The Edward H. Arnold and Jean Donlevy Arnold Internship Grants were created to remove financial impediments and help students pursue previously inconsiderable internships. Examples may include underpaid internship experiences within the United States or assistance with an international opportunity. Preference is given to proposals that show cost-intensive, unique, transformative experiences, and provide students the opportunity to have internships out of the local area.  Learn more HERE.

So, how about it?  Will you hone your strengths, make a contribution, build your network, and improve your chances for a bright future with an internship?

~Sharon Givler, director of career services

Ready or not…Fall is here!

WELCOME TO (or back to) LVC!

I love the beginning of the semester.  The energy and excitement of having students back on campus is a welcome change from the summer mode of planning and preparing for the upcoming year.  Plus, it doesn’t hurt that Fall is my favorite season… :)

Before I go any further, it occurs to me that you may not know who I am, or who makes up the Career Services staff.  I’m Gwen Miller, associate director of the office, joined by Sharon Givler, director, and Sue Donmoyer, assistant.  Plus our fabulous student staff – Mel Modrick ’14 and Jocelyn Davis ’15.  Want to know more about us? http://www.lvc.edu/career-services/about.aspx.

Now that that’s out of the way…. we understand how busy students are these first few weeks.  This first posting is to encourage you to start the year out with intentional foresight and thought for your exploration, or planning for career or graduate school pursuits.  Put things on your calendar and set reminders on your phone for events that are coming soon.  (The Reminders and Notes apps are my FAVORITES – but you may find that the student handbook becomes your best friend for its calendar/planner.)  This isn’t advice meant only for first year students, even upperclassmen sometimes need a gentle reminder that advanced planning is key if you don’t want to miss out!

To give you an idea of how the Blog is intended to help you – we’ll be offering new posts each Wednesday, with a weekly focus on:

  • Career/Internships/Grad School planning – 1st Wednesday
  • Resources we’d like to highlight – 2nd Wednesday
  • Advice on preparing for the job search – 3rd Wednesday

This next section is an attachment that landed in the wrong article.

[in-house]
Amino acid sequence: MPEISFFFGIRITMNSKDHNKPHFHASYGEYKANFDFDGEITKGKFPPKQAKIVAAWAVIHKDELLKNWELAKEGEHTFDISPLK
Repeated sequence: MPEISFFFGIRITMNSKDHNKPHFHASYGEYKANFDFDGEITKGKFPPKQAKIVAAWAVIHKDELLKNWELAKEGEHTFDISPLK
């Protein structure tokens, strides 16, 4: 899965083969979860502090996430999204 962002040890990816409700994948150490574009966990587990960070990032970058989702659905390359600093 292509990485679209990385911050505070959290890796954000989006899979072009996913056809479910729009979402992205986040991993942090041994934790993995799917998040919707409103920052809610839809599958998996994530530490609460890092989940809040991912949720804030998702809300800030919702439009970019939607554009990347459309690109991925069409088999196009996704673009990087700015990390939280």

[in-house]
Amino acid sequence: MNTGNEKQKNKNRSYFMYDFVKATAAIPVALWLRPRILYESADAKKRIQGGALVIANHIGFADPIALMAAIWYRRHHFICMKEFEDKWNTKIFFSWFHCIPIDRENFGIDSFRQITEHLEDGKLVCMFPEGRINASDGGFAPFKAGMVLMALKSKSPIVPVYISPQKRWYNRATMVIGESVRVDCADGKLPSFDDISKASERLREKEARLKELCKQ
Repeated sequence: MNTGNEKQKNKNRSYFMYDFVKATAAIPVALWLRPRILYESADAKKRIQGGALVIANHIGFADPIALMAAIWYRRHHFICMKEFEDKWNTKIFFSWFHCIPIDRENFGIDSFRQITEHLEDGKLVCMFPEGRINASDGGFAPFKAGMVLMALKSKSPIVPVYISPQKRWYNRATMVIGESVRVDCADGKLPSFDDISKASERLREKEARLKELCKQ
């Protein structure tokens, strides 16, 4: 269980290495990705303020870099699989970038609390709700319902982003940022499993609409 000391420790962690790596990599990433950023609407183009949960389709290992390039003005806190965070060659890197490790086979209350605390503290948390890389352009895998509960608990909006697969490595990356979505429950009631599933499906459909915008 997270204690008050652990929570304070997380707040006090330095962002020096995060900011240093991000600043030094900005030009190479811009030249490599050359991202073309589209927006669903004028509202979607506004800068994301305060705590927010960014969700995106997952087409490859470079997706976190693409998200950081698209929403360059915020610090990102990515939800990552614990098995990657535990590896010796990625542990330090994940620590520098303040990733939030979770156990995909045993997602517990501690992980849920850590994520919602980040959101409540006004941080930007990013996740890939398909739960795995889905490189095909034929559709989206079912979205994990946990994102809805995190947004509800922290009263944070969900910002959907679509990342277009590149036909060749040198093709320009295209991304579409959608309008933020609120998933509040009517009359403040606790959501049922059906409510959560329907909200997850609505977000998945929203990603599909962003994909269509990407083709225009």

• Reflections from one of our student staff members, Jocelyn Davis – 4th Wednesday

Hopefully you’ll add the Blog to your regularly visited websites!  By the way, if you’ve been a reader for the past few years, you’ve probably noticed that the Blog has an updated look this year!

That’s probably enough for the opening post, right?  Please stop in and see us to share your summer successes, make an appointment to meet with us about your future plans, or, if nothing else, avail yourself of our many, many, many online resources – it’s like having your own personal career coach, 24/7!

~Gwen Miller, associate director of career services

Summer 2013 – Make it a Good One!

It’s finals time, making the likelihood of you reading this in the midst of studying, writing, presenting, panicking, celebrating, sleeping, or any other finals week activity, slim to none.  It’s ok.  We understand.  But we also hope that once you do settle into your summer vacation, you’ll take some time to catch up and make it a commitment to include career planning in your schedule for the next few months.

A few easy things to get you started:

  • Re-read (or read for the first time) the blog postings from this past year.  It’s been our goal to introduce the CareerSpots videos and other great resources by incorporating them into these weekly topics.
  • Acquaint yourself with our Career TIP Sheets for advice on resumes, cover letters, internships, graduate school planning, interviewing, networking, and more.
  • Browse the Career Services Resources for Students website for information on job searching, career planning, online assessment tools, and exploring majors and careers.  **I highly recommend the What Can I Do With This Major site to help make connections between majors and careers, view strategies to help you work toward a career goal, and access professional association websites and other career information.